Empathy Archives - Teaching Empathy Institute
Teaching Empathy Institute works to establish emotionally and physically safe learning communities for elementary, middle and high school students and the adults who work with them. Working in the Hudson Valley of New York, TEI creates tailor-made programs designed to foster dialogue about social culture building while strengthening the capacity for the infusion of empathy and compassion into all aspects of the learning experience.
Teaching Empathy Institute, SEL, Social and emotional learning, mindfulness, diversity, education, bullying, anti-bullying, k-12, learning, david levine, school of belonging
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Social and emotional learning is defined as the process through which children acquire and effectively apply the knowledge and skills to manage their emotions while building healthy relationships with others. In this episode of the Little Talks series, we focus upon practical approaches for infusing SEL into the classroom setting. Download the Social and Emotional Learning Reflection Guide and sign-up for our newsletter to be notified of future Little Talks releases. Teaching Empathy Institute's Little Talks that Make a Big Difference podcasts focus on meeting the social and emotional needs of  students, moving them toward healthy social decision-making and pro-social skills development. ...

I once asked a group of teachers to turn off their cel phones at the beginning of a social skills workshop.  One person, seated in the back, raised his hand and asked if he could leave his phone on since this was a social skills workshop and he was going to be using social media.   I thought he was joking but I wasn’t certain. I told him he could silence his phone if he chose.  He left it on and texted for most of the next two hours.  In today’s contemporary world of communication where facetime means looking at a...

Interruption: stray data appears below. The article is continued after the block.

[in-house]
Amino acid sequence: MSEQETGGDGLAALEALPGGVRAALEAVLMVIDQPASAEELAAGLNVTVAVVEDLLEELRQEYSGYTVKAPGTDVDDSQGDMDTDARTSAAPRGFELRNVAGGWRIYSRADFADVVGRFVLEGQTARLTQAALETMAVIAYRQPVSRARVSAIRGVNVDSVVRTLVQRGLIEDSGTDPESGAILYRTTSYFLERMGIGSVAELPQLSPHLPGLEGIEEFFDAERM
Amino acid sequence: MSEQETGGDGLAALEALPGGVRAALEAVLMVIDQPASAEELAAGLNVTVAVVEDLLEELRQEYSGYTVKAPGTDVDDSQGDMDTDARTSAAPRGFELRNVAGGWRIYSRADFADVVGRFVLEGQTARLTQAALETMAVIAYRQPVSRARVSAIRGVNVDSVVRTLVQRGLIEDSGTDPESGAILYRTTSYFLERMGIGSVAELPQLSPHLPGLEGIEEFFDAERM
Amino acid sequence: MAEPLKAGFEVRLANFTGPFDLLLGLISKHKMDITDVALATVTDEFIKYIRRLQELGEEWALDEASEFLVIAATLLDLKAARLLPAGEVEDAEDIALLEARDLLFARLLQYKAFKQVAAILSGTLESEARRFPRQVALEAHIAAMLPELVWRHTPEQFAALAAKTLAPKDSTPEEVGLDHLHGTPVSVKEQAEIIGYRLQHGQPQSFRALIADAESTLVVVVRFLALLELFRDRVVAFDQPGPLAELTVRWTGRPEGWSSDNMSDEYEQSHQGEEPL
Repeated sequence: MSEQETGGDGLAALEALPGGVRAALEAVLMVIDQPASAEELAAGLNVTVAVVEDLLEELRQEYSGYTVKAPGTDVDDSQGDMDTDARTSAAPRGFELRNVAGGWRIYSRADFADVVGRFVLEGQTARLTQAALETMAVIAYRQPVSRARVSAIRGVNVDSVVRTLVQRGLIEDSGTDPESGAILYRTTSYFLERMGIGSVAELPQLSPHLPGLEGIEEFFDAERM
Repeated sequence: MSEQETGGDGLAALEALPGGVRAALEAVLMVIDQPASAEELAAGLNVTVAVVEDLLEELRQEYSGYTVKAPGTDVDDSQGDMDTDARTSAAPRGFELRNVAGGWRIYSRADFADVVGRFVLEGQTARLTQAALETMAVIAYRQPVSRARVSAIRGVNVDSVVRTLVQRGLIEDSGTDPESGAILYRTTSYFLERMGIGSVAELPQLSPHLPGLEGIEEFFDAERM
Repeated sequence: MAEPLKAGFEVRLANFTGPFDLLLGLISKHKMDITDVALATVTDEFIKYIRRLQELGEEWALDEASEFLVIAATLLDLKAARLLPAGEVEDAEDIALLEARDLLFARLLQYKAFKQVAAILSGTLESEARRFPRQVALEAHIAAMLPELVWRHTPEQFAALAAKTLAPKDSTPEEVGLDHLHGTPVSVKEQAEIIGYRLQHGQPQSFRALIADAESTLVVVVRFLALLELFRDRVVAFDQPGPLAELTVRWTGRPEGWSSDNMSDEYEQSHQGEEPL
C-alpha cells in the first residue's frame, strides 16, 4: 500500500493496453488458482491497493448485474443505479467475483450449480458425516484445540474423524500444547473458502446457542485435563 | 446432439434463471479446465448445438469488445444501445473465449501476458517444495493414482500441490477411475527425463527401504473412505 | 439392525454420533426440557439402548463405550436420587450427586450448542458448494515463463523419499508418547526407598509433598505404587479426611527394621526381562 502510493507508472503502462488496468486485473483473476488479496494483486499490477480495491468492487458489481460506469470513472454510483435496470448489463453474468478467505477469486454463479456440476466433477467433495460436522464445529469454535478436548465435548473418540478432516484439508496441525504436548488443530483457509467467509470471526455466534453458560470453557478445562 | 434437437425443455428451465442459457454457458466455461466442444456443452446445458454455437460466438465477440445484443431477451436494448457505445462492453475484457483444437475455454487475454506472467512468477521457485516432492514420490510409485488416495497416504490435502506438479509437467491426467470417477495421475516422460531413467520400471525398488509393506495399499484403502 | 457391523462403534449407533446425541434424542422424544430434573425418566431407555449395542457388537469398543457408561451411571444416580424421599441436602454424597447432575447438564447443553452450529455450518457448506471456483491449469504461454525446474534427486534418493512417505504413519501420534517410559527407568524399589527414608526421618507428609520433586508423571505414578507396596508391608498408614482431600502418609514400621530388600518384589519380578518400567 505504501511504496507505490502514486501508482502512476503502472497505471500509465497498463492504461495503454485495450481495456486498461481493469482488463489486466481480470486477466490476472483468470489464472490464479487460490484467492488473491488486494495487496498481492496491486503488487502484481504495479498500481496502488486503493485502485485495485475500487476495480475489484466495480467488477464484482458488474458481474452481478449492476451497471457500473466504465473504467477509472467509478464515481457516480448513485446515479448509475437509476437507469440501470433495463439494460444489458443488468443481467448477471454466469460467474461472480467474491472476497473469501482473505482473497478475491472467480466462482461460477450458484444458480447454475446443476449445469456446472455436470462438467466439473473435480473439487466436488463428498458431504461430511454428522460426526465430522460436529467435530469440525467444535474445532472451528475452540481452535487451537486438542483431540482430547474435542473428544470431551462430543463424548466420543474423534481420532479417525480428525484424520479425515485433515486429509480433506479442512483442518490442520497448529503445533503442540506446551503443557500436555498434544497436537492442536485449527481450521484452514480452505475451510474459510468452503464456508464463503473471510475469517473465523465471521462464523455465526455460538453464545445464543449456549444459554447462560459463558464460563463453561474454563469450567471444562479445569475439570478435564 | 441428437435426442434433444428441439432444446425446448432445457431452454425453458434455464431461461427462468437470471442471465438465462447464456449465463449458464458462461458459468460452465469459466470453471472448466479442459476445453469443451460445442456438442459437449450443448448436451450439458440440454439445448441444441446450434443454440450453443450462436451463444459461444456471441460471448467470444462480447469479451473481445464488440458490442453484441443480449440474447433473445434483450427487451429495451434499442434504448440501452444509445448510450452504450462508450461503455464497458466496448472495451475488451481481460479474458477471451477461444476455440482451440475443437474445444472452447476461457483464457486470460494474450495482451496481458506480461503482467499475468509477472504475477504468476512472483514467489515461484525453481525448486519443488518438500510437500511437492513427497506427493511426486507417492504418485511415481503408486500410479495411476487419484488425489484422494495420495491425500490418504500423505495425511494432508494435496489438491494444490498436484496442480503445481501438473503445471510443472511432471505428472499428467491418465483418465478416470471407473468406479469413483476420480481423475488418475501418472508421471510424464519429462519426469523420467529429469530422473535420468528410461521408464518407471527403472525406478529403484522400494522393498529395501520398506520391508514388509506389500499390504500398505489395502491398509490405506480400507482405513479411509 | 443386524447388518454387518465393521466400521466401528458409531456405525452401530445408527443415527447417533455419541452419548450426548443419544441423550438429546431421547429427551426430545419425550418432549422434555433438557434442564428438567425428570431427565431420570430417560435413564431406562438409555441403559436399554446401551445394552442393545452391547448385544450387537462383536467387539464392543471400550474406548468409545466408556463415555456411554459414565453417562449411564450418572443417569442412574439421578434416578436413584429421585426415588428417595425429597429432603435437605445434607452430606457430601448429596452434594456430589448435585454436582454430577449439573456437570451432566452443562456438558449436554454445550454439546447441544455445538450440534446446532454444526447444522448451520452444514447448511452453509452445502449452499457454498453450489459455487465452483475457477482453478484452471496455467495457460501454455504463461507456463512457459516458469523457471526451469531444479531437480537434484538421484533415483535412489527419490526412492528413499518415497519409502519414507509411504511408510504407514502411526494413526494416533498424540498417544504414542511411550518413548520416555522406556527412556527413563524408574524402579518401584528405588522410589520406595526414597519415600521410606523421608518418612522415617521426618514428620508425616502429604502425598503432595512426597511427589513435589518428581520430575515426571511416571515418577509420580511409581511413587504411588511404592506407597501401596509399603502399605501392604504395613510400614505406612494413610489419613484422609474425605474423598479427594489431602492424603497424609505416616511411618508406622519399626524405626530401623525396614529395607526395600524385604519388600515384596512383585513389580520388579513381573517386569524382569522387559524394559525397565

Creating an on-going feeling word vocabulary can also be seen as improving one’s emotional literacy. Emotional literacy is reflective of someone with a high degree of emotional intelligence. A person with high EQ is able to manage his or her emotions during stressful times. #CASEL Feeling Words Vocabulary Builder Distribute a handout of “Feeling Words”, (see below). Ask students to help you define each word, and brainstorm with them on other words to add. Then ask each student to: Star six words that they use often Underline six words that they seldom use Circle any words that they do not understand Ask students...

I recently received a Fitbit as a gift from my wife, Jodi. The Fitbit is a watch which, amongst other things, monitors how many steps one walks during the day. The most exciting time of my day now happens at night, when my Fitbit vibrates with its lights flickering, celebrating that I have walked 10,000 steps for that day. 10,000 steps seems like a lot but when it’s done with  purpose and support, when it becomes a way of being, it’s like breathing, it’s natural. What if empathy was practiced so frequently that it became as natural as breathing or walking...

Often the idea of safety within a school conjures up images of single points of entry, nametags, sign-in desks and zero tolerance for fighting or other aggressive acts. These images focus solely upon physical safety. In this episode of the Little Talks series, we examine how by meeting the emotional needs of our students, we are creating the blueprint for emotional safety.  Download the Emotional Safety Reflection Guide and sign-up for our newsletter to be notified of future releases. Teaching Empathy Institute's Little Talks that Make a Big Difference podcasts focus on meeting the social and emotional needs of  students, moving them toward healthy social decision-making and...